Introduction to the use of Boolean operators in js

  • 2020-03-29 23:54:04
  • OfStack

When we talked earlier about Boolean operators & & and | and |, I said that the result is a Boolean. This is a bit of an oversimplification. If you use them to compute Boolean data types, they do return Boolean values. But they can also be used to calculate other types of data, where one of the parameters is returned.

Or the operator "| |" really does this: it first checks the parameter to its left, and if it is true when converted to a Boolean, it returns the parameter to the left, or the parameter to the right. Think about this when you have Boolean values on both sides of an operator. Why does it work this way? The result is very practical. Here's an example:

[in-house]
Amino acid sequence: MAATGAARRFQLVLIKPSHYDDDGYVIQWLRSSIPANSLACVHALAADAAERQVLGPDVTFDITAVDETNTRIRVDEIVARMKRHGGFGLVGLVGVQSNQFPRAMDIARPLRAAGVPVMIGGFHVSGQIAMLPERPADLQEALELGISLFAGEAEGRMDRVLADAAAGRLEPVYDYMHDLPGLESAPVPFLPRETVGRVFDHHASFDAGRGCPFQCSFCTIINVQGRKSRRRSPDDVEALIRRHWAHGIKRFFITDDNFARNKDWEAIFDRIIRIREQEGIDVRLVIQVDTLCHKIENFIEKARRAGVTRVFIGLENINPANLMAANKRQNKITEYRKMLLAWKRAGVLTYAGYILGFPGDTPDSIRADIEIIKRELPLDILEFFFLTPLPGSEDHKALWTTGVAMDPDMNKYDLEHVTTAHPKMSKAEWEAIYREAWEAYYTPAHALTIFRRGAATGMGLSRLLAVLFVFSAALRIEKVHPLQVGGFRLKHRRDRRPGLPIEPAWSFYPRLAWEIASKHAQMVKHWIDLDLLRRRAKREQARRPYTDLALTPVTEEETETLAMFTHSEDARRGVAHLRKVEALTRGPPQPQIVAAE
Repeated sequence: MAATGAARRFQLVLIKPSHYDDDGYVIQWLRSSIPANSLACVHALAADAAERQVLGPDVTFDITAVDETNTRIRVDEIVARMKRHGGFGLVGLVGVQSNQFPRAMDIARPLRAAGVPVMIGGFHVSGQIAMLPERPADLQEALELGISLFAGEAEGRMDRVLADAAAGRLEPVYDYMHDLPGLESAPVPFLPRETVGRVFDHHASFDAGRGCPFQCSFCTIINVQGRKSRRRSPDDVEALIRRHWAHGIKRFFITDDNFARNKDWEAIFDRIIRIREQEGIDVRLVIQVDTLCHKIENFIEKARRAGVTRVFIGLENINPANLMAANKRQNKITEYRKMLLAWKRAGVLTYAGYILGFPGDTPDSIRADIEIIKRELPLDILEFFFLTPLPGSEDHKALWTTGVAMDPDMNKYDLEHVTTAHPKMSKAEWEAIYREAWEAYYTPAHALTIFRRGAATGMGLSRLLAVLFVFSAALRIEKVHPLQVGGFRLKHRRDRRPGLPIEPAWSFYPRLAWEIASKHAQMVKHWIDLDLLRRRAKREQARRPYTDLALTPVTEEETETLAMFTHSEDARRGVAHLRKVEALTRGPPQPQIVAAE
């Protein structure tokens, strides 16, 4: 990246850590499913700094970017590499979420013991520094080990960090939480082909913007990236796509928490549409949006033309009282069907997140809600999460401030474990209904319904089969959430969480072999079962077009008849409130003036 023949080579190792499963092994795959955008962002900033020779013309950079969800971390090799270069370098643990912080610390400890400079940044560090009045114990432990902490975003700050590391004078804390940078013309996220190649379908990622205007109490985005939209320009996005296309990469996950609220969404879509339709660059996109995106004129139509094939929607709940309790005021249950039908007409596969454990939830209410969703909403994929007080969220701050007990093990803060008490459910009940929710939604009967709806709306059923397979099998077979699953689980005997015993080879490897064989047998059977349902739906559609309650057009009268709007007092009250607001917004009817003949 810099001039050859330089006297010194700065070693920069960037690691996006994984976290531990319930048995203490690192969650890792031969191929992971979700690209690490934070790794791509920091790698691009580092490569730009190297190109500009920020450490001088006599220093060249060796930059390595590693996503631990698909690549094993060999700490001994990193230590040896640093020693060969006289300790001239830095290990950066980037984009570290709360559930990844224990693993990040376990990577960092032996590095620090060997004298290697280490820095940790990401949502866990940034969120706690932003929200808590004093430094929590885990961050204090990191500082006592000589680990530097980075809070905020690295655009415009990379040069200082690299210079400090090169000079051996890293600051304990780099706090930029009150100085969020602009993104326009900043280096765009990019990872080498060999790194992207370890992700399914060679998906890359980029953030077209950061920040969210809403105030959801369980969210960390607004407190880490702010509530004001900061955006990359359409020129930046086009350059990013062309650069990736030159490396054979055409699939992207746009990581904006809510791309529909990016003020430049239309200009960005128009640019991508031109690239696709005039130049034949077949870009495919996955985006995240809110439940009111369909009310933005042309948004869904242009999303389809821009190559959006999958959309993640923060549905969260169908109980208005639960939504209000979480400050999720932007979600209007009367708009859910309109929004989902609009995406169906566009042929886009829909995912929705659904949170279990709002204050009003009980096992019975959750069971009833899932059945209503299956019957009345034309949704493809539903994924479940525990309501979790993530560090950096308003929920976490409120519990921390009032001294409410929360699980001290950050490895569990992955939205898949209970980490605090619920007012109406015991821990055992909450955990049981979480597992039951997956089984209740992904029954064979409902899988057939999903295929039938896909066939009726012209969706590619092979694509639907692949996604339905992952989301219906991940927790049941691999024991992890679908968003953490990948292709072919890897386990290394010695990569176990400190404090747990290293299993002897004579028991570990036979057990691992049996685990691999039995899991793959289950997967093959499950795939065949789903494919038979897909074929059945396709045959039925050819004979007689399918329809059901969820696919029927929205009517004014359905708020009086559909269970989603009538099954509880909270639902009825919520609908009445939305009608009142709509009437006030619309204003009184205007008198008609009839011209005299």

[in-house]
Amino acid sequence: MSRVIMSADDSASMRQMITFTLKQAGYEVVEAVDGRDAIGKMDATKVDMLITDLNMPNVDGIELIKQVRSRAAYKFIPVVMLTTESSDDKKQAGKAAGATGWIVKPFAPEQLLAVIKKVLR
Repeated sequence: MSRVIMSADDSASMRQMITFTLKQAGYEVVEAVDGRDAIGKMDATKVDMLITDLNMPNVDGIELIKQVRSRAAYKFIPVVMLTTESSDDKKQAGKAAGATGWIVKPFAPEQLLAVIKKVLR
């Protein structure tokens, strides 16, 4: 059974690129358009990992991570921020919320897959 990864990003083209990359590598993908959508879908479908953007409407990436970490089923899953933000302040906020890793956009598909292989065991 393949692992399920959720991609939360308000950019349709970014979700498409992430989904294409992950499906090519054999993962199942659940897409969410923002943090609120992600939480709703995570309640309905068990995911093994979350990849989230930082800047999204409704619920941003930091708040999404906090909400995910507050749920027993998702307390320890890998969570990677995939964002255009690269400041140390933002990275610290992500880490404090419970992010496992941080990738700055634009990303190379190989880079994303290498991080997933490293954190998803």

var input = prompt("What is your name?", "Kilgore Trout"); 
alert("Well hello " + (input || "dear")); 

If the user presses "cancel" or simply closes the prompt dialog box, the value of the input will be null or "". In both cases, the value converted to a Boolean type is false. In this case, || "dear" means that if the input has a value, it will get the value of the input; otherwise, it will get "dear". This is a simple way to provide a default value.

Similar to the operator "&&", but the opposite of "||". When its left argument is converted to a Boolean value of "false", it returns that value, or the right value. Another feature of both operators is that the expression to its right is evaluated only when necessary. In "true |, | X", whatever X is, it's true, so X won't be evaluated, and if X has some other effect, it won't happen. The same goes for false && X.
false || alert("I'm happening!"); 
true || alert("Not me."); 

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